IDEAS home Printed from
   My bibliography  Save this paper

Choice of Exchange Rate System and Macroeconomic Volatility of Three Emerging Asian Countries



This study highlights the importance of choice of exchange rate system to macroeconomic stability of small- open countries based on the outcomes of the recent exchange rate regime switches of three small Asian countries during the post Asian financial crisis period. The three selected countries are Indonesia, Malaysia and Thailand, which have high similarities in their economic structures, but have reacted very differently in mitigating the economic distortion of the 1997 financial crisis, in particular in the adoption of exchange rate system. By focussing on macroeconomic volatilities of these countries, our results show that the amplified volatilities due to the crisis were not stabilised by switching the system to a more flexible regime. For instance, Thailand and Indonesia had switched their system from a managed-float to an independent-float, and as a result, the volatilities were increased instead of reduced after the switch. The volatilities, however, were effectively stabilised after the countries made the second switch - from the independent-float back to the managed-float with pre-announcement. For Malaysia, a switch from the managed-float to the pegged system successfully reduced the volatilities. The exchange rate misalignments of the countries, except Indonesia, were also reduced when the countries switched from a flexible to a more fixed system. These empirical findings thus strongly support central banks of small-open economies to adopt a more fixed, such as the managed-float system, rather than a flexible, such as the independentfloat. However, the managed-float system needs to couple with efficient management to ensure a smooth and stable regime.

Suggested Citation

  • Hui-Boon Tan & Lee-Lee Chong, 2008. "Choice of Exchange Rate System and Macroeconomic Volatility of Three Emerging Asian Countries," NUBS Malaysia Campus Research Paper Series 2008-03, Nottingham University Business School Malaysia Campus.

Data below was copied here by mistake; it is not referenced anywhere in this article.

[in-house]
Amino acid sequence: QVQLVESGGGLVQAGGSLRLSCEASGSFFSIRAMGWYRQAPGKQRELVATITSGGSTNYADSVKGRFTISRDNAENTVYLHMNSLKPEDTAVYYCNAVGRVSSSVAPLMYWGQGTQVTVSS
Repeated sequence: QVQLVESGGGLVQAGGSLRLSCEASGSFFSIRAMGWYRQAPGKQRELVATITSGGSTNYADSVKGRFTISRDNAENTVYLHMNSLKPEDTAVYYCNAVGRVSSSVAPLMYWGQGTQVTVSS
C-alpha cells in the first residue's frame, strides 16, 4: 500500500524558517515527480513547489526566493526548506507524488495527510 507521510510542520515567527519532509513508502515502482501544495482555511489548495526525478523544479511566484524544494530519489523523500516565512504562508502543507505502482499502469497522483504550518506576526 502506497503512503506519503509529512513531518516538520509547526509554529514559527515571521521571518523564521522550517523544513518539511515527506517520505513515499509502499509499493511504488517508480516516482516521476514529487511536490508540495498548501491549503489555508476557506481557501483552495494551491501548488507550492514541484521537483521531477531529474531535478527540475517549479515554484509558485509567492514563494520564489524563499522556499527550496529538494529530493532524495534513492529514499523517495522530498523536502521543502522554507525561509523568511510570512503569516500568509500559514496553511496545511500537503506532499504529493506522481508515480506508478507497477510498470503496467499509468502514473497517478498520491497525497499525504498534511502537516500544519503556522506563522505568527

• Handle: RePEc:nom:nubsmc:2008-03

    Download full text from publisher

    File URL:
    Download Restriction: no

    More about this item


    Exchange rate regimes; Macroeconomic volatility; Financial crisis; Exchange rate misalignment;

    JEL classification:

    • E42 - Macroeconomics and Monetary Economics - - Money and Interest Rates - - - Monetary Sytsems; Standards; Regimes; Government and the Monetary System
    • E44 - Macroeconomics and Monetary Economics - - Money and Interest Rates - - - Financial Markets and the Macroeconomy
    • F31 - International Economics - - International Finance - - - Foreign Exchange

    NEP fields

    This paper has been announced in the following NEP Reports:


    Access and download statistics


    All material on this site has been provided by the respective publishers and authors. You can help correct errors and omissions. When requesting a correction, please mention this item's handle: RePEc:nom:nubsmc:2008-03. See general information about how to correct material in RePEc.

    For technical questions regarding this item, or to correct its authors, title, abstract, bibliographic or download information, contact: (Rasyad A. Parinduri). General contact details of provider: .

    If you have authored this item and are not yet registered with RePEc, we encourage you to do it here. This allows to link your profile to this item. It also allows you to accept potential citations to this item that we are uncertain about.

    We have no references for this item. You can help adding them by using this form .

    If you know of missing items citing this one, you can help us creating those links by adding the relevant references in the same way as above, for each refering item. If you are a registered author of this item, you may also want to check the "citations" tab in your RePEc Author Service profile, as there may be some citations waiting for confirmation.

    Please note that corrections may take a couple of weeks to filter through the various RePEc services.

    IDEAS is a RePEc service hosted by the Research Division of the Federal Reserve Bank of St. Louis . RePEc uses bibliographic data supplied by the respective publishers.